where the first two terms refer to the translational and rotational contribution of hydrated disaccharide (fDisaccharide and fhydr represent fraction factors of the total scattering from disaccharide and its strongly bonded water molecules), and the third one refers to hydration water (fDisaccharide+ fhydr =1). Therefore the dynamical information of the diffusive dynamics of disaccharide can be obtained by the analysis of disaccharide+D2O spectra analysis for which fhydr results negligible.

For trehalose aqueous solutions, the fhydr parameters keep constant with Q at the values of 0.032, 0.108, 0.223 and 0.328 for T=283K, 295K, 308K and 320K, respectively, corresponding to 18.0, 15.7, 12.2, 9.0 water molecules bound to the trehalose molecules. These hydration number values are in excellent agreement with those obtained by ultrasonic, hypersonic, viscosity and Raman scattering techniques [9-2]. As far as the hydration number values of the three disaccharides is concerned, at T=320K the fhydr parameters result 0.328, 0.348, 0.378 for trehalose, maltose and sucrose solutions, respectively, corresponding to 9.0, 8.4, 7.5 water molecules bound to the disaccharide molecules.

The linewidth G3 of the translational contribution of water in presence of disaccharides and of pure water as a function of Q2 follows a Random Jump Diffusion (RJD) model [29], as shown in Fig. (4):

Fig. (4)

Linewidth of the translational contribution as a function of Q2 for (a) water in trehalose aqueous solutions at four temperature values, (b) water in trehalose, maltose and sucrose aqueous solutions at T=320K, (c) for pure water for four temperature values. The solid lines are fits obtained following the RJD model (Eq. 2).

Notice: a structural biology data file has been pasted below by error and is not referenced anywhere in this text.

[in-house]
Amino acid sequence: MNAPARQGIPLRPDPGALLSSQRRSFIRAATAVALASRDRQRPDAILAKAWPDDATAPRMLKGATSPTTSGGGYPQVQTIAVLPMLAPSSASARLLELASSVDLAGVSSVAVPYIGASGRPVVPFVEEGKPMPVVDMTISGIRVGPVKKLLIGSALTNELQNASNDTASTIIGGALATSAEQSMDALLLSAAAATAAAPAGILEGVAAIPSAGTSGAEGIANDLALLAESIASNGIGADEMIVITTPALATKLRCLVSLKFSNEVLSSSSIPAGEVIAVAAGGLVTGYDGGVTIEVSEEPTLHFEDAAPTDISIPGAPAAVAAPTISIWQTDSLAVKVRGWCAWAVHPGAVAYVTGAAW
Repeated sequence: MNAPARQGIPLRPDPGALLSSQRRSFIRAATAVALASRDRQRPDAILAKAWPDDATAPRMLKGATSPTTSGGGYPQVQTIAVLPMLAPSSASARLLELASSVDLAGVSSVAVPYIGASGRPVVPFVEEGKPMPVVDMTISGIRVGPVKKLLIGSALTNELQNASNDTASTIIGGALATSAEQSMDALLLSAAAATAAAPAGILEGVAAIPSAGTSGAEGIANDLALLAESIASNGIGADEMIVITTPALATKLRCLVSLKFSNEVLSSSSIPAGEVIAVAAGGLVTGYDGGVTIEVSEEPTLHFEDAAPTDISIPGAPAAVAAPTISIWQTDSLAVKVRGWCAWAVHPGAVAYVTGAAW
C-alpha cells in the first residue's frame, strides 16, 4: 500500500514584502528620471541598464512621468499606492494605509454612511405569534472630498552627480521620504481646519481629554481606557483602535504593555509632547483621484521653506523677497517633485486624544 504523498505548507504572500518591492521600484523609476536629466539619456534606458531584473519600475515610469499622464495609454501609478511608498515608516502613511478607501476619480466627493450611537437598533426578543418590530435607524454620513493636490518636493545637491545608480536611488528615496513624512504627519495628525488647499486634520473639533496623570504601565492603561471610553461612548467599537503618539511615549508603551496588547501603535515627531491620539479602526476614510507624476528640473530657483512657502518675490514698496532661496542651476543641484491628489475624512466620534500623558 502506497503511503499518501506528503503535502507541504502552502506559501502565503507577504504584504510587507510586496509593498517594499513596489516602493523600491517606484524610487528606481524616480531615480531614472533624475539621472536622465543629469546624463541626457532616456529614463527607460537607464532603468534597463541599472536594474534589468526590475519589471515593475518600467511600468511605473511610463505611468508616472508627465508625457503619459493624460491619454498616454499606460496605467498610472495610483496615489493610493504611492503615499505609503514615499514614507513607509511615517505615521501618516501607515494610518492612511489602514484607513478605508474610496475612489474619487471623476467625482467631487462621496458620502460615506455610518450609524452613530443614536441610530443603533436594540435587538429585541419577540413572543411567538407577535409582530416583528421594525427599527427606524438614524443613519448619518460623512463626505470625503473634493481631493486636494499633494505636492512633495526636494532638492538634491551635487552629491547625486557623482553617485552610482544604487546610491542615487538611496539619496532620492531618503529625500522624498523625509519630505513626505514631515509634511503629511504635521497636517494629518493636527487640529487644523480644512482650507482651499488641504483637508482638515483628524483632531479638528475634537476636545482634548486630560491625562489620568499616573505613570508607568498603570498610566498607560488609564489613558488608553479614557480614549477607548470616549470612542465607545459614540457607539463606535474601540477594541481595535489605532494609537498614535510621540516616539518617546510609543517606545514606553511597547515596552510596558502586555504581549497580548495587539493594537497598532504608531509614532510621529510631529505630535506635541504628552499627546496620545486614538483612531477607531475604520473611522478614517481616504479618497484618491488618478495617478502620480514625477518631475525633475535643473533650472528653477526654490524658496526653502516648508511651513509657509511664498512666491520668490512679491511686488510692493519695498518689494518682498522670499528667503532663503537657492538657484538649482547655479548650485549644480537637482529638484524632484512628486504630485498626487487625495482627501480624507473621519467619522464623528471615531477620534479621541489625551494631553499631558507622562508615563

(2) 

where Ds is the self diffusion coefficient of the molecule and ô is the residence time. The RJD model furnishes the diffusion coefficient Ds value from the extrapolation to Q→0 and the residence time ô from the inverse of the asymptotic value at Q→∞. Fig. (5) shows the obtained result from the fitting procedure for the diffusion coefficient and the residence time.

Fig. (5)

(a) Diffusion coefficient and (b) residence time for water in trehalose solutions compared with pure water as a function of temperature.



The whole water dynamics in trehalose solutions for T=283K, 295K, 308K and 320K resembles that of water at 256K, 261K, 263K and 268K, indicating that the water has a diffusive behaviour strongly triggered by the trehalose molecules.

For the diffusion coefficient of water in the three disaccharide aqueous solutions we obtained at T=320K the value of Dw = 8.31 × 10-6 cm2/s for trehalose solution, Dw = 8.46 × 10-6 cm2/s for maltose solution and Dw = 8.60 × 10-6 cm2/s for sucrose solution, with the values of residence times of ô = 3.7 ps, 3.4 ps and 3.0 ps for trehalose, maltose and sucrose solutions, respectively obtaining for the mean jump length <l> the value <l2>1/2 = 1.36 Å, 1.31 Å and 1.24 Å for trehalose, maltose and sucrose solutions, respectively. In this case the water dynamics resembles that of water at 268K in the case of trehalose solution, at 271K in the case of maltose solution and at 277K in the case of sucrose solution. Analogously to the trehalose aqueous solutions, all the disaccharides show a slowing down effect of the water dynamics, which is stronger for trehalose than the other disaccharides.